There are different forms of treatment that can be used to address non-small cell lung cancer (NSCLC). These include various types of surgery as well as radiation therapy and chemotherapy. In some cases, only surgery is used. Other times, all three measures might be needed. The decision depends on the type of lung cancer affecting the patient, where it is located, and how far along it has progressed. Also important is whether the patient’s health is strong enough to endure certain treatments.
In this article, we’ll present the three main forms of treatment, and explain when each is used. The following will clarify how doctors make their decisions regarding how to treat NSCLC in its various stages.
Read more: An Informative Guide About Lung Cancer
Surgical Removal Of The Tumor
This is the method of treatment doctors prefer to use. The problem is, surgery is only effective as a cure if the cancer cells have not left the lungs. Once the tumor has metastasized to other areas, surgery is no longer a curative option.
As a rule, NSCLC can be addressed surgically if it is in stage 1 or 2. Surgery may occasionally be used if the disease has progressed to stage 3A, but this depends largely on its location. Since most cases of lung cancer are caught during the disease’s later stages, less than 40 percent of diagnosed cases can be treated surgically.
There are three main types of surgery for NSCLC. A wedge resection can be done if the tumor is diagnosed early, and is still small and localized. During this procedure, the segment of lung tissue that contains the tumor is removed.
If the tumor occupies a larger portion of tissue, an entire lobe might be removed. This is called a lobectomy.
Sometimes, the tumor spreads throughout one of the patient’s lungs. When this is the case, a pneumonectomy – an operation during which the entire lung is removed – can be performed. Because of the invasive nature of this procedure and the subsequent loss of one lung, the patient must be in good health and have good lung function.
Killing Cancer Cells With Radiation
Radiation therapy is often given with surgery and chemotherapy. It may also be used only with chemotherapy if the patient declines to undergo surgery. During treatment, high-energy radiation is directed to specific sites that contain tumors. The energy kills cancer cells, prevents them from splitting, and reduces the size of the tumors. The downside is that treatment can also kill healthy cells, producing one or more side effects, including hair loss, fatigue, and shortness of breath.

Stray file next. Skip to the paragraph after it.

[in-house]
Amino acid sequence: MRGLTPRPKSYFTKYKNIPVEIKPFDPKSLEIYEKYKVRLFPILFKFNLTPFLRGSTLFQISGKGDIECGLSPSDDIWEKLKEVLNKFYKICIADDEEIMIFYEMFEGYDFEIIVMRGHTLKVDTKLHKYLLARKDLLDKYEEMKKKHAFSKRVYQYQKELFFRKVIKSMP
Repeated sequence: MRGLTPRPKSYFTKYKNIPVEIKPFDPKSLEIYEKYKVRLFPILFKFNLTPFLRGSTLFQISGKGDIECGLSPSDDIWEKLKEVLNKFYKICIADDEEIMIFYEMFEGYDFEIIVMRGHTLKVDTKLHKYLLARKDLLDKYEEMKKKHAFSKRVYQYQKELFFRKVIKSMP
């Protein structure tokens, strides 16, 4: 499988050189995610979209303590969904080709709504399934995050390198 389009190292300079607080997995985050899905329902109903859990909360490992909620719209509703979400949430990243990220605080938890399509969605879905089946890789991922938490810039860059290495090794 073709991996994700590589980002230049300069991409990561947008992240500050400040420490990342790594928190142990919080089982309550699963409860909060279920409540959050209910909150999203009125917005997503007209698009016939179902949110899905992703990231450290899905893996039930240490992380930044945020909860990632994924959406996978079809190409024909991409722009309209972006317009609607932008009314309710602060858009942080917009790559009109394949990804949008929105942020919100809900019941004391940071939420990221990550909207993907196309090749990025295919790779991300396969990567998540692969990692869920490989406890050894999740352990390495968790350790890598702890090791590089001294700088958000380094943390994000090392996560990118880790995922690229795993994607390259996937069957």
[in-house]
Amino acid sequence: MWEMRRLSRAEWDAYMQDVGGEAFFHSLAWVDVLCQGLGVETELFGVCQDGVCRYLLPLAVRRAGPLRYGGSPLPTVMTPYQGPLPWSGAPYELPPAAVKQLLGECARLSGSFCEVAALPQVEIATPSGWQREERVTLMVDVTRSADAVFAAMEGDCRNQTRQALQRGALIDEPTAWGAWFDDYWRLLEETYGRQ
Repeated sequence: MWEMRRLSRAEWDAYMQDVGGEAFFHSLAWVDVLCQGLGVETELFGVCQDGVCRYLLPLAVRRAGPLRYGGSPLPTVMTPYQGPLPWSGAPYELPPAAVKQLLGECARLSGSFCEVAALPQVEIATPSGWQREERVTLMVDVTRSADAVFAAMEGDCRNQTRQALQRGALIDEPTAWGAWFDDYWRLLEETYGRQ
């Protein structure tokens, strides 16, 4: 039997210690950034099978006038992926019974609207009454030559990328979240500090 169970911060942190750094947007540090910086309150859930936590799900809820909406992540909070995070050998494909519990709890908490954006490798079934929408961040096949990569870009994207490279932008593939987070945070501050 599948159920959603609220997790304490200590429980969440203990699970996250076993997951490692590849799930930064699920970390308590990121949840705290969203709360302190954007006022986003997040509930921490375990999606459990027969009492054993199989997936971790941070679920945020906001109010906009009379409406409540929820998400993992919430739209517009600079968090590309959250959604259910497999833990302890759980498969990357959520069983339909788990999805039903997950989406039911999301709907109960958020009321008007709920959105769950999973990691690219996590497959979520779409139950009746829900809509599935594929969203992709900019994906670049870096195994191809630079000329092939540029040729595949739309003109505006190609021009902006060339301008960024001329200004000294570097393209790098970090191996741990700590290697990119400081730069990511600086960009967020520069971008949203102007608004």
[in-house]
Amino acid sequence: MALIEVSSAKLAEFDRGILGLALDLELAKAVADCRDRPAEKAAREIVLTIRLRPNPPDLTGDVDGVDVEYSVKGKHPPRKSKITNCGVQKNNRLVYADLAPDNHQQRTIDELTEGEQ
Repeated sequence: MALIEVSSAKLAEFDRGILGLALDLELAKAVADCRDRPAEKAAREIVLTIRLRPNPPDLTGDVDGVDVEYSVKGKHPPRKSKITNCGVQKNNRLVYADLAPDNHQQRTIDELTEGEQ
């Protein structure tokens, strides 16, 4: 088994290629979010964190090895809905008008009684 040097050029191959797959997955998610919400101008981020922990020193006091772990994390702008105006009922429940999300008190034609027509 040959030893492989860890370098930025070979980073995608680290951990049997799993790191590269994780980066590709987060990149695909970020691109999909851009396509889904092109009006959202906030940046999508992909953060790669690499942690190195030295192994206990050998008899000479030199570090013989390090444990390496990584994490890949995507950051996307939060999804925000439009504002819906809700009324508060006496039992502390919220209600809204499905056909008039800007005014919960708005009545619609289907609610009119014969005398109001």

Radiation therapy can be delivered from outside the body by positioning a special machine next to the patient, and pointing high-dosage radiation at the disease. Therapy can also be delivered internally through a process called brachytherapy.
Chemotherapy For Systemic Treatment
Chemotherapy is usually given to those suffering from small-cell lung cancer since the disease spreads quickly. It is often given for NSCLC, but is less effective. The chemicals have a similar effect to radiation therapy: they kill diseased cells and prevent them from splitting. Chemotherapy also poses the same drawback: healthy cells are affected along with cancer cells (though more slowly). This causes nausea, vomiting, hair loss, and fatigue. The drugs also make the patient more susceptible to infections.
While both radiotherapy and surgery are used to target localized tumors, chemotherapy is usually given as a systemic treatment. It is most effective in targeting diseased cells after a tumor has metastasized. That said, the chemicals may be used to kill residual cancer cells in a specific area following surgery.
It’s worth underscoring that chemotherapy is rarely given as a treatment to cure non-small cell lung cancer. Instead, it is typically used to reduce symptoms and extend the life of the patient.
Diagnosing NSCLC as early as possible increases the likelihood that the disease can be resolved with surgery alone. Once lung cancer spreads beyond the lymph nodes, other measures become necessary.